A strategic, collaborative leadership style that can build positive relationships with a wide range of constituencies and stakeholders;
Excellent interpersonal and communication skills, including the ability to exercise a high degree of diplomacy and discretion;
Proven ability to inspire and influence others;
Analytical skills and a data-informed focus; ability to use data and leverage analytics to drive strategy;
Extensive knowledge of and credibility with inclusion, diversity and equity practices sufficient to participate in conversations at the highest levels of LSAC and with constituents beyond the organization such as deans, on-campus diversity officers, pre-law advisors, law school candidates, community groups, and national organizations; thought-leadership on DEI issues;
Tireless commitment to sustaining the mission of an organization with an ability to identify, relate to, and motivate law school volunteers and staff in an effective manner;
Authenticity, gravitas and respect among peers;
Understanding how to make a compelling case for DEI programs from an economic point of view; understanding the budget constraints facing law schools; and
Legal practice within law firms, public law entities, and government settings are also important experiences along with law schools.
Applications, which should include a resume or curriculum vitae and a letter of interest, should be sent electronically to www.imsearch.com/7613. The application process will begin immediately and will remain open until the position has been filled; applicants are urged to submit their materials no later than December 1, 2020. Inquiries and nominations should also be directed to the same web address.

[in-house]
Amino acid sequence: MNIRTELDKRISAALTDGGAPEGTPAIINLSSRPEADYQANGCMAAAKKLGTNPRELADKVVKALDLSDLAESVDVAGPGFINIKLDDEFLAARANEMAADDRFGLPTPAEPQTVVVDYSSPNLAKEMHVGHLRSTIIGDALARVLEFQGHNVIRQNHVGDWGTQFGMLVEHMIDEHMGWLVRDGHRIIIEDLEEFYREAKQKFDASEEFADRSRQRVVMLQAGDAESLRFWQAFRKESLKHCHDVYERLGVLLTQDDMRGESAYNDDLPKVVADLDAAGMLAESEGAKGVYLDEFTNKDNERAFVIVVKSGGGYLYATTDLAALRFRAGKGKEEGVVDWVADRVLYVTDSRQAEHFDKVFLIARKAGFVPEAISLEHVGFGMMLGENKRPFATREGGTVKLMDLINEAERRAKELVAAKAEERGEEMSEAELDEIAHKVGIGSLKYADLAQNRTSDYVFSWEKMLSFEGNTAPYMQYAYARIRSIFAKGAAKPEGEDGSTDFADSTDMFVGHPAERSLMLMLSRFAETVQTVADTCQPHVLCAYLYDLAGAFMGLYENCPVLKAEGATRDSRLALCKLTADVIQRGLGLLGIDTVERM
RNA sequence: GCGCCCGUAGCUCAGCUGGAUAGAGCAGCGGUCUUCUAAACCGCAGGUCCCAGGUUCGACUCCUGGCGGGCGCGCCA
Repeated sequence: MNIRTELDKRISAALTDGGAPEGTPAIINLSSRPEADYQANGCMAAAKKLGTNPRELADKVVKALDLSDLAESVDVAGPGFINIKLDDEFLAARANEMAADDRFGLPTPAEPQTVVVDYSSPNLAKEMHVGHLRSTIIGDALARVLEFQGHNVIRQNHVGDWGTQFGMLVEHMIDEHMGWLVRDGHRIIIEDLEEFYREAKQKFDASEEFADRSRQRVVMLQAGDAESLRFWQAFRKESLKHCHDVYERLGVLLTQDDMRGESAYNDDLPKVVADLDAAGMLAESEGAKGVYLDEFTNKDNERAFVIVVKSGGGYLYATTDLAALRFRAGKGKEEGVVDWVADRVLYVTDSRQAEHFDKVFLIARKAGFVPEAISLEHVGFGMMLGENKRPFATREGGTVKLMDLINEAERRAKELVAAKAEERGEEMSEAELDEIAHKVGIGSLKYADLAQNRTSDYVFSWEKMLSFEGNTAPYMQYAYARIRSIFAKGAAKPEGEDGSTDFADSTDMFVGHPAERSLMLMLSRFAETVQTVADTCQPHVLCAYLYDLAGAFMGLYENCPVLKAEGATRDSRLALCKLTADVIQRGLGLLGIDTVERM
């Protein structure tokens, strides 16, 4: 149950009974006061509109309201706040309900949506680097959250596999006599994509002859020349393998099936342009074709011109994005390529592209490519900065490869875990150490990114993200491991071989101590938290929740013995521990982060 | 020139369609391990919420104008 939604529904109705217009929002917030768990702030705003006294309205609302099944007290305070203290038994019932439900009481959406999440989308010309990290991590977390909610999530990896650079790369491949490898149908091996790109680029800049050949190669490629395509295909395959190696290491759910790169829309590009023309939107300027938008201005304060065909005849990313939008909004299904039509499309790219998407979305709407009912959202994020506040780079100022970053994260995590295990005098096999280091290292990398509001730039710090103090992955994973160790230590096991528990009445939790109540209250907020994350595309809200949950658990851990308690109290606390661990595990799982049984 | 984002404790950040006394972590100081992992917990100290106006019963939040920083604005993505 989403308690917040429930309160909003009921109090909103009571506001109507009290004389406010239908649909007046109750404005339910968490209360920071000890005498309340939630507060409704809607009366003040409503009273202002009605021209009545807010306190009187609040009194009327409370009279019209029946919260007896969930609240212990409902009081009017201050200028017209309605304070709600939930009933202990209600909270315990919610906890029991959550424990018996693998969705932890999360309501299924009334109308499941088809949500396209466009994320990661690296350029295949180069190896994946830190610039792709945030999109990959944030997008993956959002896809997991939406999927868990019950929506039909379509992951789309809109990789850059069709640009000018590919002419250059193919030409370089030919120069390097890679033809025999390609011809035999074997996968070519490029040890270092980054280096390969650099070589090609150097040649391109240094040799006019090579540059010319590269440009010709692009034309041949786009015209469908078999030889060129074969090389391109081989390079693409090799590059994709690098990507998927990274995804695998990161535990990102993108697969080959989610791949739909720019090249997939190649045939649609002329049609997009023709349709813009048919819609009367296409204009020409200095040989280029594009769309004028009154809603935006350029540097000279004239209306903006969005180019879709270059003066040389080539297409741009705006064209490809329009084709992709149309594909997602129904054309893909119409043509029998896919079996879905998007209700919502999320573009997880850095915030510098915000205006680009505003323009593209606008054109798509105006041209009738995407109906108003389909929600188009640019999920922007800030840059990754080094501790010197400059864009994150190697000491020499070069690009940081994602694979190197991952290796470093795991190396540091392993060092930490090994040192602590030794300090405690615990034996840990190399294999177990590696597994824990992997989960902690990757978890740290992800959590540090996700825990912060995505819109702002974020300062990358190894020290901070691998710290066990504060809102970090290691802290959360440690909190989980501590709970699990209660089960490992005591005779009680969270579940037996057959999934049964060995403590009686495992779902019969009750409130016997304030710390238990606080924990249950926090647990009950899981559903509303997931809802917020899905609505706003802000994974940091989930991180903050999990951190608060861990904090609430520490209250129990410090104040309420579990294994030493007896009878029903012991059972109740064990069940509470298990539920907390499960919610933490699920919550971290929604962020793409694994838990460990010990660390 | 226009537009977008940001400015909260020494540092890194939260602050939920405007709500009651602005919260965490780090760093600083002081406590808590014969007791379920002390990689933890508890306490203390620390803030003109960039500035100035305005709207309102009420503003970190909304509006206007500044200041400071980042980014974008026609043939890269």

LSAC takes great pride in its dedication of being an equal opportunity/affirmative action employer, and welcomes applications from all qualified individuals, including minorities, women, and people who are disabled.
About Law School Admission Council
LSAC is a not-for-profit corporation devoted to promoting and furthering the quality, access, and fairness of the law school admission process by providing core products and services to law school candidates and law schools in the United States and throughout the world. LSAC’s mission is to promote quality, access, and equity in law and education worldwide by supporting individuals’ enrollment journeys and providing pre-eminent assessment, data, and technology services.